Calcium phosphate stones are not uncommon, making up about 15-20% of all calcium stones. The cause of calcium phosphate stones is often obscure but usually is related to a high urine pH. Treatment of calcium phosphate stones is controversial because the use of citrate is not backed by any trials. This controversy about the use of alkali is long-standing.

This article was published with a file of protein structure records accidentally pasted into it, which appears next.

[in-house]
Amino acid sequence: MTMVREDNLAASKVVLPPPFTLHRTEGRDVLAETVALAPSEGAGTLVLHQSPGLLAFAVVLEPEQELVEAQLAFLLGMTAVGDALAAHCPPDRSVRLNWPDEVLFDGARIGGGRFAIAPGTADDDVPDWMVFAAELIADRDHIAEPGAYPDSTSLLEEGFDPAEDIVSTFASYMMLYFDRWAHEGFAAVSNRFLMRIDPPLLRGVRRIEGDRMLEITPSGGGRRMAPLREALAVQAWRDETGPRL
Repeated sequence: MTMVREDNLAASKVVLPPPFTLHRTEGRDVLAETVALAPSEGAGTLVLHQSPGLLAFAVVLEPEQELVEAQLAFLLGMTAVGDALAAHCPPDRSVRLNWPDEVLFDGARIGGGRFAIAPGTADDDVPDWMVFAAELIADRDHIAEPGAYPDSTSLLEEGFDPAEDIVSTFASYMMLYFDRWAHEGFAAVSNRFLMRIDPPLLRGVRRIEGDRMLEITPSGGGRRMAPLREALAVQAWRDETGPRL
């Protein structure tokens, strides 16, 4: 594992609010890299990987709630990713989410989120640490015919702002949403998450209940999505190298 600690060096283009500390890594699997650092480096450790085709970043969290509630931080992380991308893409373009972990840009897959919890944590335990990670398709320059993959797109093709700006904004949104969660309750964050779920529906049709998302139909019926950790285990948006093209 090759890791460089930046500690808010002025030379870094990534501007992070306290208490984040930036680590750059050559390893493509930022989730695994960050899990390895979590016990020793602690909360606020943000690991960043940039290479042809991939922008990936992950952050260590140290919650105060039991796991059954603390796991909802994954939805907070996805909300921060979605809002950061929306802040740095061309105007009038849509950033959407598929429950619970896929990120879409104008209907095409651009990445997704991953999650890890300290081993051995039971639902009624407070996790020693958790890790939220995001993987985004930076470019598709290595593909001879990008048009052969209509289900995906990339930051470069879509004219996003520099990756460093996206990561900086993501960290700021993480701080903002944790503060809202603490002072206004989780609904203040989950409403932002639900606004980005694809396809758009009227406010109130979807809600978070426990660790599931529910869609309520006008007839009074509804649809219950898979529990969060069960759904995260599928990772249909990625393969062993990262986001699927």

My dream RCT is not difficult then to imagine. Patients with recurrent calcium phosphate stones would be included. The participants would then be randomly assigned to one of 2 regimens: usual care plus placebo or usual care plus 20 mEq of potassium citrate twice a day. 24h urine collections, CT scans and stone episode questionnaire would be performed yearly. All stone episodes including emergency room visits and urological interventions and spontaneous stone passage would be recorded. The primary outcome would be the recurrence of new stones, both asymptomatic and symptomatic.